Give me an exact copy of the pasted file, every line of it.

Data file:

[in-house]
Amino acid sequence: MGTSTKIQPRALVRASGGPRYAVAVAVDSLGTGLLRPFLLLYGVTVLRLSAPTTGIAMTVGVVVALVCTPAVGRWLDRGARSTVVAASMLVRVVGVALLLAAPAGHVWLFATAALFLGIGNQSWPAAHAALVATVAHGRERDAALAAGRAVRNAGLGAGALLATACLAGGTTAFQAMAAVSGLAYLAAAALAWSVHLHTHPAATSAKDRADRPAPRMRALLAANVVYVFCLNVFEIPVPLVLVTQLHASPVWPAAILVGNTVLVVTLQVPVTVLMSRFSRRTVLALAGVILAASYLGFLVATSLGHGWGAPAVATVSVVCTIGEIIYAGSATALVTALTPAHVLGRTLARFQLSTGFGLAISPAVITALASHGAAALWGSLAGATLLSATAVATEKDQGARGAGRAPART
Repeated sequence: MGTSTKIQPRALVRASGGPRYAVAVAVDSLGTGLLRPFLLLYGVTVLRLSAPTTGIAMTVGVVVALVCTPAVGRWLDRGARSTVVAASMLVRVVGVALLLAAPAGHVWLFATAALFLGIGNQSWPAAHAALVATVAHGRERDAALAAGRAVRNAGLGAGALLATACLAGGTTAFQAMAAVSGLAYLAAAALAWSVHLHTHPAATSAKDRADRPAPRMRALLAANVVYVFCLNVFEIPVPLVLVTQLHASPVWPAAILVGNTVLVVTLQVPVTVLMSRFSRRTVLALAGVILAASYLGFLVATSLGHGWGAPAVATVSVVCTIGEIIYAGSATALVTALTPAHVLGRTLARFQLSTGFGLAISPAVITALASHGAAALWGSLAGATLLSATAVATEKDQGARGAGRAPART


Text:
[in-house]
Amino acid sequence: MGTSTKIQPRALVRASGGPRYAVAVAVDSLGTGLLRPFLLLYGVTVLRLSAPTTGIAMTVGVVVALVCTPAVGRWLDRGARSTVVAASMLVRVVGVALLLAAPAGHVWLFATAALFLGIGNQSWPAAHAALVATVAHGRERDAALAAGRAVRNAGLGAGALLATACLAGGTTAFQAMAAVSGLAYLAAAALAWSVHLHTHPAATSAKDRADRPAPRMRALLAANVVYVFCLNVFEIPVPLVLVTQLHASPVWPAAILVGNTVLVVTLQVPVTVLMSRFSRRTVLALAGVILAASYLGFLVATSLGHGWGAPAVATVSVVCTIGEIIYAGSATALVTALTPAHVLGRTLARFQLSTGFGLAISPAVITALASHGAAALWGSLAGATLLSATAVATEKDQGARGAGRAPART
Repeated sequence: MGTSTKIQPRALVRASGGPRYAVAVAVDSLGTGLLRPFLLLYGVTVLRLSAPTTGIAMTVGVVVALVCTPAVGRWLDRGARSTVVAASMLVRVVGVALLLAAPAGHVWLFATAALFLGIGNQSWPAAHAALVATVAHGRERDAALAAGRAVRNAGLGAGALLATACLAGGTTAFQAMAAVSGLAYLAAAALAWSVHLHTHPAATSAKDRADRPAPRMRALLAANVVYVFCLNVFEIPVPLVLVTQLHASPVWPAAILVGNTVLVVTLQVPVTVLMSRFSRRTVLALAGVILAASYLGFLVATSLGHGWGAPAVATVSVVCTIGEIIYAGSATALVTALTPAHVLGRTLARFQLSTGFGLAISPAVITALASHGAAALWGSLAGATLLSATAVATEKDQGARGAGRAPART